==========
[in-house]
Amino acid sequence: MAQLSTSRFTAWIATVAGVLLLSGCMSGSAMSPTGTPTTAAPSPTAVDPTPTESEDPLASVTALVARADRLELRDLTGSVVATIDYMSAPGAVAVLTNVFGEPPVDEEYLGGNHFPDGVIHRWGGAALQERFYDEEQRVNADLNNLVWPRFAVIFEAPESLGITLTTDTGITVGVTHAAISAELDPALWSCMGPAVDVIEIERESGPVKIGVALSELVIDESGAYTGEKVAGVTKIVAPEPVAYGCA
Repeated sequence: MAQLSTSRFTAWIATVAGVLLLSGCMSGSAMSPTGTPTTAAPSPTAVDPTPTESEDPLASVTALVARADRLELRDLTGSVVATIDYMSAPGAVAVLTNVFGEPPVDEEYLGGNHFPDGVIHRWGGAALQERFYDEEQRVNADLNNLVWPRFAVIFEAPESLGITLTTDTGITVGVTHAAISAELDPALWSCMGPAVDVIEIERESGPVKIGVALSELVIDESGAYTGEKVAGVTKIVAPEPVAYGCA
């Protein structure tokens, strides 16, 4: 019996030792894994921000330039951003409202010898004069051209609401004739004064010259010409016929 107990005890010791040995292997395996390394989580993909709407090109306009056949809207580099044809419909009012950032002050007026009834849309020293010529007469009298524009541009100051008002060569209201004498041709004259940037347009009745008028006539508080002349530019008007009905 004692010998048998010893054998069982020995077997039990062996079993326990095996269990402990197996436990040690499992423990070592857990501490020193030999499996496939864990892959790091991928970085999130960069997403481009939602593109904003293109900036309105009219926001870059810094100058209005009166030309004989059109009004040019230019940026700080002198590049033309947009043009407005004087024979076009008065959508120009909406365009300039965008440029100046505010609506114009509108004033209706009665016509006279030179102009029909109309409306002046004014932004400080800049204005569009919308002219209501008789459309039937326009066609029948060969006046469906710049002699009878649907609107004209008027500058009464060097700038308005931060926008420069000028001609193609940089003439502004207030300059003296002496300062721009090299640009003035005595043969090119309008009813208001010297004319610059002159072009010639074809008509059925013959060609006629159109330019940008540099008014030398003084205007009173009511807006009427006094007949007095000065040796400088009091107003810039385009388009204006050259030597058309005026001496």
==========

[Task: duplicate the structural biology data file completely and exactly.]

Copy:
[in-house]
Amino acid sequence: MAQLSTSRFTAWIATVAGVLLLSGCMSGSAMSPTGTPTTAAPSPTAVDPTPTESEDPLASVTALVARADRLELRDLTGSVVATIDYMSAPGAVAVLTNVFGEPPVDEEYLGGNHFPDGVIHRWGGAALQERFYDEEQRVNADLNNLVWPRFAVIFEAPESLGITLTTDTGITVGVTHAAISAELDPALWSCMGPAVDVIEIERESGPVKIGVALSELVIDESGAYTGEKVAGVTKIVAPEPVAYGCA
Repeated sequence: MAQLSTSRFTAWIATVAGVLLLSGCMSGSAMSPTGTPTTAAPSPTAVDPTPTESEDPLASVTALVARADRLELRDLTGSVVATIDYMSAPGAVAVLTNVFGEPPVDEEYLGGNHFPDGVIHRWGGAALQERFYDEEQRVNADLNNLVWPRFAVIFEAPESLGITLTTDTGITVGVTHAAISAELDPALWSCMGPAVDVIEIERESGPVKIGVALSELVIDESGAYTGEKVAGVTKIVAPEPVAYGCA
């Protein structure tokens, strides 16, 4: 019996030792894994921000330039951003409202010898004069051209609401004739004064010259010409016929 107990005890010791040995292997395996390394989580993909709407090109306009056949809207580099044809419909009012950032002050007026009834849309020293010529007469009298524009541009100051008002060569209201004498041709004259940037347009009745008028006539508080002349530019008007009905 004692010998048998010893054998069982020995077997039990062996079993326990095996269990402990197996436990040690499992423990070592857990501490020193030999499996496939864990892959790091991928970085999130960069997403481009939602593109904003293109900036309105009219926001870059810094100058209005009166030309004989059109009004040019230019940026700080002198590049033309947009043009407005004087024979076009008065959508120009909406365009300039965008440029100046505010609506114009509108004033209706009665016509006279030179102009029909109309409306002046004014932004400080800049204005569009919308002219209501008789459309039937326009066609029948060969006046469906710049002699009878649907609107004209008027500058009464060097700038308005931060926008420069000028001609193609940089003439502004207030300059003296002496300062721009090299640009003035005595043969090119309008009813208001010297004319610059002159072009010639074809008509059925013959060609006629159109330019940008540099008014030398003084205007009173009511807006009427006094007949007095000065040796400088009091107003810039385009388009204006050259030597058309005026001496």